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Developing a sociological perspective about government systems and other sociological concepts related to developing countries - Essay Example

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It has been useful to discuss and understand the terminology of describing world governments, and to see how concepts like “third world” and “underdevelopment” all reflect a focus on the power and influence of Western cultures on others who for many reasons have had less power…
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Developing a sociological perspective about government systems and other sociological concepts related to developing countries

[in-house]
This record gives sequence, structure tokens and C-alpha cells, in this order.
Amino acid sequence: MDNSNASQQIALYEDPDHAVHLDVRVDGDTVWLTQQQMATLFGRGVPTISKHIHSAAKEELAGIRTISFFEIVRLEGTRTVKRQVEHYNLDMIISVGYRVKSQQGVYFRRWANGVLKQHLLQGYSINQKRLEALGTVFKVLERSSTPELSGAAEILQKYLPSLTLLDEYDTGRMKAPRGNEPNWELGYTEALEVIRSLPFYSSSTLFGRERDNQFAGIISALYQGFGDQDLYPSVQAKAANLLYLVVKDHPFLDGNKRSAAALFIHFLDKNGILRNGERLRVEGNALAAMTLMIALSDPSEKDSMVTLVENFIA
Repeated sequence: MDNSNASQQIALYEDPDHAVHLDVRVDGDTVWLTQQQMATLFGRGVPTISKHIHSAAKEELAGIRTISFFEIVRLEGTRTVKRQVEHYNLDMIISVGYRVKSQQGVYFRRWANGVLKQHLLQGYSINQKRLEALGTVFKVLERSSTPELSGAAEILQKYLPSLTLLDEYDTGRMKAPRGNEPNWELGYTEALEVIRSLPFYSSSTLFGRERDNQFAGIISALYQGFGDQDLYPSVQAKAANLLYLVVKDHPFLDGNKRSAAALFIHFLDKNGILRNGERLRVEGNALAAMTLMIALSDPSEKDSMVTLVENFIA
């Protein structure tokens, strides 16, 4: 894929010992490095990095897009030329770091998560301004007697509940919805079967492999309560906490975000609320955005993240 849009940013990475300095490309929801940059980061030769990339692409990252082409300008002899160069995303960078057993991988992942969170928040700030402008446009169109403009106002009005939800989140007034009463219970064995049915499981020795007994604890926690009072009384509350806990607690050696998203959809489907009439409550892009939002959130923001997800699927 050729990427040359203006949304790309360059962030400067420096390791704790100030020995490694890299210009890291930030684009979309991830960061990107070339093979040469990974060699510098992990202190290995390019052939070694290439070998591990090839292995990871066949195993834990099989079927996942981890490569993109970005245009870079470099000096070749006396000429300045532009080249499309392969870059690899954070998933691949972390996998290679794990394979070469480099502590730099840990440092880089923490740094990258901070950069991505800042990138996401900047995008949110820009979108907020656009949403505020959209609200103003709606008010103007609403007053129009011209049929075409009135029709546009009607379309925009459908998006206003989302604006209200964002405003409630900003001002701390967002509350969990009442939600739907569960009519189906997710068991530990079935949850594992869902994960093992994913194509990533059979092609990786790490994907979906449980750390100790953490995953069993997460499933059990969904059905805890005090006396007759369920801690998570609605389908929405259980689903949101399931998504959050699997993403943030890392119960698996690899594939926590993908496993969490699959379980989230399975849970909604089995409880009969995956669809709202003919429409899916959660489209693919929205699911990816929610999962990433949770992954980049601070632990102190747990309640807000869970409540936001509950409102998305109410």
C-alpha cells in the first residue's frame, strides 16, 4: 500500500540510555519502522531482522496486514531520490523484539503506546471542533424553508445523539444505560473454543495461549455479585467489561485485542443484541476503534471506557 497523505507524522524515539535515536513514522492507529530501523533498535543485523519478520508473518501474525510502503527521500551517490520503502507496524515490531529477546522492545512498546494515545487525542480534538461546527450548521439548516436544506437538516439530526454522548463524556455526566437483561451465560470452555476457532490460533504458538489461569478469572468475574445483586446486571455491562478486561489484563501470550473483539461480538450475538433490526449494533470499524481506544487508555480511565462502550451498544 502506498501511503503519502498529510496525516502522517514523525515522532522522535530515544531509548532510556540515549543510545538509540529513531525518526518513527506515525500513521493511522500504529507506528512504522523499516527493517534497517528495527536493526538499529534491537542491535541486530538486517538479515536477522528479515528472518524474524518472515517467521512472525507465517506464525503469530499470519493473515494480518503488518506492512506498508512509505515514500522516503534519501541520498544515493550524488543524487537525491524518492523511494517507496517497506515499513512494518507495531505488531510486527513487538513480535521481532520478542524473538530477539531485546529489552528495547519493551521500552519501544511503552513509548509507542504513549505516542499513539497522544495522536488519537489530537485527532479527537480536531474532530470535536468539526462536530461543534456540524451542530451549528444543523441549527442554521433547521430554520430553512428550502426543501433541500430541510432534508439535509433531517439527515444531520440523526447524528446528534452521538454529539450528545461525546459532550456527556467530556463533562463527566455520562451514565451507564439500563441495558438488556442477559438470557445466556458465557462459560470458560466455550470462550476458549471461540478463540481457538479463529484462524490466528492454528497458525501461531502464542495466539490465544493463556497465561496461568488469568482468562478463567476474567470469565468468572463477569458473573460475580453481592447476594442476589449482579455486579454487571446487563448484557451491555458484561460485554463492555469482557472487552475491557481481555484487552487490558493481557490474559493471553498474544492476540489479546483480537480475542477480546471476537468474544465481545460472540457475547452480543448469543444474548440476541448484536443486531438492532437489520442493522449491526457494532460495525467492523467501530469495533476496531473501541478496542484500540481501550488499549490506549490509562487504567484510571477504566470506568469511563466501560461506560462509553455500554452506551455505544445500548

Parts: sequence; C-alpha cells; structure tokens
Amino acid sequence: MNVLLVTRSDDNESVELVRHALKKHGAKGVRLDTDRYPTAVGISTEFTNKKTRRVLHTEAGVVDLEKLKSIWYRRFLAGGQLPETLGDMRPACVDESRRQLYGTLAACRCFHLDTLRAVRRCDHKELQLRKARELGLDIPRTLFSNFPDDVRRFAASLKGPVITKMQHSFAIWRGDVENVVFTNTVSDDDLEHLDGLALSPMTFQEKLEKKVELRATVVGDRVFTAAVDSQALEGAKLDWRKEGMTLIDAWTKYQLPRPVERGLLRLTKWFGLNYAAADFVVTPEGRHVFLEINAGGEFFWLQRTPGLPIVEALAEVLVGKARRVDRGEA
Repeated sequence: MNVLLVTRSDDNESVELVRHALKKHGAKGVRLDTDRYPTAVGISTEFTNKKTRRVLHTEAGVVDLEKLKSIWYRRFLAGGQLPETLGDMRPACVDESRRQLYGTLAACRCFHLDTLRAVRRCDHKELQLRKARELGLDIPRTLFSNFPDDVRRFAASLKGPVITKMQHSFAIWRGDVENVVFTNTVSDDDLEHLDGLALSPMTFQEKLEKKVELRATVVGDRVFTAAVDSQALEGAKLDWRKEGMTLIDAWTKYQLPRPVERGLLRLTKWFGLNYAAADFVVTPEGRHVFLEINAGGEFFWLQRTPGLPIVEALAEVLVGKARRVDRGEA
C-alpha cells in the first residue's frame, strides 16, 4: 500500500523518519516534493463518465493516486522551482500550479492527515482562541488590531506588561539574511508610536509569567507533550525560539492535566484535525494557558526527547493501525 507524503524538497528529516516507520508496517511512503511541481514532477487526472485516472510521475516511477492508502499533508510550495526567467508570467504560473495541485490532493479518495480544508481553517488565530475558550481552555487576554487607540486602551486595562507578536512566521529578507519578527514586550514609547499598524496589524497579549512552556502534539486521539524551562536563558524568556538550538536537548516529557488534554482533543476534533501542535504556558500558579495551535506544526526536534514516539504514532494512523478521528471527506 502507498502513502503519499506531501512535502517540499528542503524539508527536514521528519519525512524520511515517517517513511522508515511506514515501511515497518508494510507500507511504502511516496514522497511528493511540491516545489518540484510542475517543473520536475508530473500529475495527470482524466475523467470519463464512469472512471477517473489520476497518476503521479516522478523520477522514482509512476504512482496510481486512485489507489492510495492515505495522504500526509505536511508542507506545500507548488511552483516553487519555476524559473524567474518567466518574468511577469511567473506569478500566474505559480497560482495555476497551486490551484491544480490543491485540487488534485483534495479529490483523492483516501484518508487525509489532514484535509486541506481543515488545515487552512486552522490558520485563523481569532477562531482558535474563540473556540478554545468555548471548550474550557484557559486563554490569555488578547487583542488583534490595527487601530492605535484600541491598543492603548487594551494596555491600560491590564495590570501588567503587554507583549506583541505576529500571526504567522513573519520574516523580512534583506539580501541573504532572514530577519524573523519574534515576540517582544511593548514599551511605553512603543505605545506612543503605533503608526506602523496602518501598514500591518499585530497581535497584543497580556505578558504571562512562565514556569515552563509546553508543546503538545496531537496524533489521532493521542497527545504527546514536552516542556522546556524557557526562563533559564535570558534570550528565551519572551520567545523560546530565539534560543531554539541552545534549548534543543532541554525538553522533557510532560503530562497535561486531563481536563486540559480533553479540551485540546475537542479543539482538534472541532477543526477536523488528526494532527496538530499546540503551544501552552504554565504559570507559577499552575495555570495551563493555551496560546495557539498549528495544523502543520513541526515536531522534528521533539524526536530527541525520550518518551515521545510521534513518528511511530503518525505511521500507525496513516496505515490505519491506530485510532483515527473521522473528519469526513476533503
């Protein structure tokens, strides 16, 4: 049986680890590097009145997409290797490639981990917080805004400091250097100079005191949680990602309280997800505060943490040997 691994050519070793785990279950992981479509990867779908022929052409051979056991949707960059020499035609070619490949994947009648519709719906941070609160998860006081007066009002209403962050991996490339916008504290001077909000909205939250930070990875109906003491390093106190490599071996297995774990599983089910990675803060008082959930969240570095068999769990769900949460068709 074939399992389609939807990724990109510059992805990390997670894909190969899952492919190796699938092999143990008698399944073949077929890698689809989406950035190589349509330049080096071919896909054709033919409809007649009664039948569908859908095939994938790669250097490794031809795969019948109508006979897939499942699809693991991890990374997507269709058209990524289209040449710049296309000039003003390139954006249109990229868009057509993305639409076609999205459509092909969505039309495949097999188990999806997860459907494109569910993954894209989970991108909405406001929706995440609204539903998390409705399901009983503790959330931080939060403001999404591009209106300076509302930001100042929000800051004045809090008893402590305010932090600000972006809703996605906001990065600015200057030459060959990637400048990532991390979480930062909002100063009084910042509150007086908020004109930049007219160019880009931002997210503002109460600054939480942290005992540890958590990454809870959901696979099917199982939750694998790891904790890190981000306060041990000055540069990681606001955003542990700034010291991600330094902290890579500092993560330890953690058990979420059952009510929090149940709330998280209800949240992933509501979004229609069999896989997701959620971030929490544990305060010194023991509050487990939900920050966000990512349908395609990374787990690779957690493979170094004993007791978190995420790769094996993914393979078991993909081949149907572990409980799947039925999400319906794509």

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Developing a sociological perspective about government systems and other sociological concepts related to developing countries. It has been useful to discuss and understand the terminology of describing world governments, and to see how concepts like “third world” and “underdevelopment” all reflect a focus on the power and influence of Western cultures on others who for many reasons have had less power. This course provides an opportunity to look behind Western notions of “progress” and “modernization” to see things from other perspectives. One example of this has been the opportunity to explore how colonial influences have been viewed by people in many different colonized countries. The breaking up of tribal units, urbanization and missionary activity have all been features of “modernization” and it is clear that there are multiple consequences of these different forces. The most obvious difference between developed and less developed countries is that of wealth, but the cultural differences are perhaps even more important. One factor which has come through very strongly in the course is the concept of “cultural pluralism”. There is a big difference between the nation states of the West, with their extensive government systems and very strong sense of national identity and the much more complex mix of identities that is apparent in places like India and Africa. The impact of alien colonial ideas and the move from a rural and tribal setting to urban centres, in search of work and prosperity has created a very intriguing situation for millions of people in the modern world: “Cultural pluralism exists because individual actors include among their repertory of social roles one or more culturally defined identities.” (Young, 1976, p. 38) The diaspora, or spreading out of different groups caused by factors like slavery, economic migration, persecution and war means that in developing countries people often have complex and multiple identities including aspects of nationality, tribe, race, and religion, as well as their current location which may not be linked with any or all of these. Understanding this kind of complexity helps to explain why there is so much violence in some third world countries. People are struggling to find a comfortable identity amidst the conflicting forces around them. Another explanation for this political and cultural instability is the way that unfair distribution of wealth creates hardship and lack of access to education, health facilities and decent living conditions for millions of people across the world. The role of governments here is crucial, especially in the phase of moving from largely rural economies to modern industrial economies. In thinking about how to respond to ethnic conflict and human suffering in third world countries it was interesting to note that military interventions and massive aid responses are no solution in the longer term, and to question the assumption that external agencies can bring about change. Evans noted, for example, that “Neither the UN nor the EU alone coped comfortably with the politics of overlapping internal conflicts.” (Evans, 1997, p. 84) Local organisations, which could be tribes and councils, and not necessarily governments, appear to be one key element of change, and a move to democracy looks like a good overall objective, but the implementation of such ideas is not easy. Sociological analysis helps at least to untangle the complexity and see things in historical, cultural , political and personal categories. References Evans, G. (1997) Responding to Crises in the African Great Lakes. Oxford and New York: Oxford University Press. Young, C. (1976).The Politics of Cultural Pluralism. Madison: University of Wisconsin Press. Read More
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